war, which uses elements from one or more
domains (land, sea, air, space, information).
• “Cyberwar” is not *war*; element of information
warfare, or perhaps a new angle on an old
domain. Primarily a buzzword.
• Elements of cyberwar are really no different than
others; attack, defend, espionage, sabotage, etc.
Players ’gonna Play
• Most assume Cyberwar means military & SCADA.
(Tip of iceberg)
• DIB (Defense Industrial Base) -> DIB+ ->
• Citizens; hearts & minds (PsyOps, Collateral
• Modern digital infrastructure: Gmail, RSA, router
manufacturers, etc.
– Direct attack & compromise
– Supply chain tampering
• Do we fully realize the potential for harm here?
At least 47 published vendor backdoors going as
far back as 1979.
Cyberwar Is Upon Us
Previous Compromises & Certified Pre-owned
Eagerness to jump into “battle”
Perpetual ‘virtual cold war’ that still goes on today
No declarations of Cyberwar, despite such activity
Civilian ‘cold war’ too: AntiSec's "inevitable
• Bottom line:
• We are already at war, it just doesn’t look like what
we expected.
Tallinn Manual = Litmus Test?
• “A cyber attack is a cyber operation, whether
offensive or defensive, that is reasonably
expected to cause injury or death to persons or
damage or destruction to objects.”
– Tallinn Manual on The International Law Applicable to Cyber
Warfare – Michael N. Shmitt
• Least ambiguous definition?
Who’s Guilty?
• Stuxnet -> U.S. took credit, said worked with Israel
• Malware led to centrifuges being stopped
• That results in uranium being enriched, but much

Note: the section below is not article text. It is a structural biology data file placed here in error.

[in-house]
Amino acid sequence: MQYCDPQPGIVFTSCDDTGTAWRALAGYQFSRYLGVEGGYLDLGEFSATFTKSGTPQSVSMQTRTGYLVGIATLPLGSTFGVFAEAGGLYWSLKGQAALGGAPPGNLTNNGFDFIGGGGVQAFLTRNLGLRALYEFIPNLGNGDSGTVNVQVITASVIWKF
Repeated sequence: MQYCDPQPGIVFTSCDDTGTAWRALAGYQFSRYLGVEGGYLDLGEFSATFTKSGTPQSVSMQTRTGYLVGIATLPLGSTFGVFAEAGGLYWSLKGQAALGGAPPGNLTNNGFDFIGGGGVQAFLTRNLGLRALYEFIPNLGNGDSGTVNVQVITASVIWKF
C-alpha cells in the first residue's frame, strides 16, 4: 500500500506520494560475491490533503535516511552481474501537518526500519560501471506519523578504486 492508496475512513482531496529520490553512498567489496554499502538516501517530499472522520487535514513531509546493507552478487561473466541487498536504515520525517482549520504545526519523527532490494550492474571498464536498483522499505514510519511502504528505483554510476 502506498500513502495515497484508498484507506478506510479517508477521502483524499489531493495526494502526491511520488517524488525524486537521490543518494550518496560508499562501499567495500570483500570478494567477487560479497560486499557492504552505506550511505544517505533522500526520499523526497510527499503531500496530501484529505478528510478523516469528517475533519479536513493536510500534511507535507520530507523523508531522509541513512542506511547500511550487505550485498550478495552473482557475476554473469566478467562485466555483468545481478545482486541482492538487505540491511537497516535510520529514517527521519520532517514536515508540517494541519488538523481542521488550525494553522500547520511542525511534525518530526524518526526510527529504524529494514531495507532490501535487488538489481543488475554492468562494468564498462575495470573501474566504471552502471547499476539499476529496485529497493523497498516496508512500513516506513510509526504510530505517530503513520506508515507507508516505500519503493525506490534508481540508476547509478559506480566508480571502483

lower quality
• “expected to cause injury or death to persons or
damage or destruction to objects.”
• Injury? No. Death? No. Destruction? No. Damage??
• Michael N. Schmitt, lead author of Tallinn says
Stuxnet was “use of force” and illegal under
international law. #oops
Beyond Tallinn
• “The Geography of Cyber Conflict: Through a Glass Darkly”
by Ashley Deeks - University of Virginia - March 14, 2013
• “Ghost in the Network” by Derek E. Bambauer - University
of Arizona - March 12, 2013
“Cyberattacks are inevitable and widespread. Existing
scholarship on cyberespionage and cyberwar is undermined
by its futile obsession with preventing attacks.” - Bambauer
“… the United States has asserted that it is lawful to use
force in self-defense against non-state actors in
countries that either give the United States consent to
do so or are “unwilling or unable” to suppress the
threat themselves.” - Deeks
3) Less Considered/Closer To Home
Scenario: A War @ Home
The Scales: Low Bar to Entry
To join the Nuclear Club
Obtain Uranium
Test Warhead
Obtain ICB or
Muster the
will to use it
To join the Cyber Club
Buy Netbook
Buy Netbook
Learn to hack
Find a 0day
Develop Reliable
Use MetaSploit/SHODAN or LoIC
Muster the will
to use it
Muster the will to use it
What could you do? Right now…
HDMoore’s Law + SHODAN + Too much connectivity + Willpower == ?????
The Scales: Automation
• Stuxnet / Gauss / Duqu / Flame (6 years old!) …
• Cost of development: fraction of kinetic
• Easier to leverage than F-22
– Modular design, code re-use
– Virus Creation Toolkit? -> CyberWarWorm TK?
• Patriotism -> Security vendors can detect,
should they? This is a messy ethical question
with no clear answers.
– Much bigger topic (best over B33R)
Boundaries - Geopolitical
The battleground is limited compared to conventional warfare.
Boundaries - Logical
Routes are limited, many bottlenecks. Easier monitoring, or cutting if needed.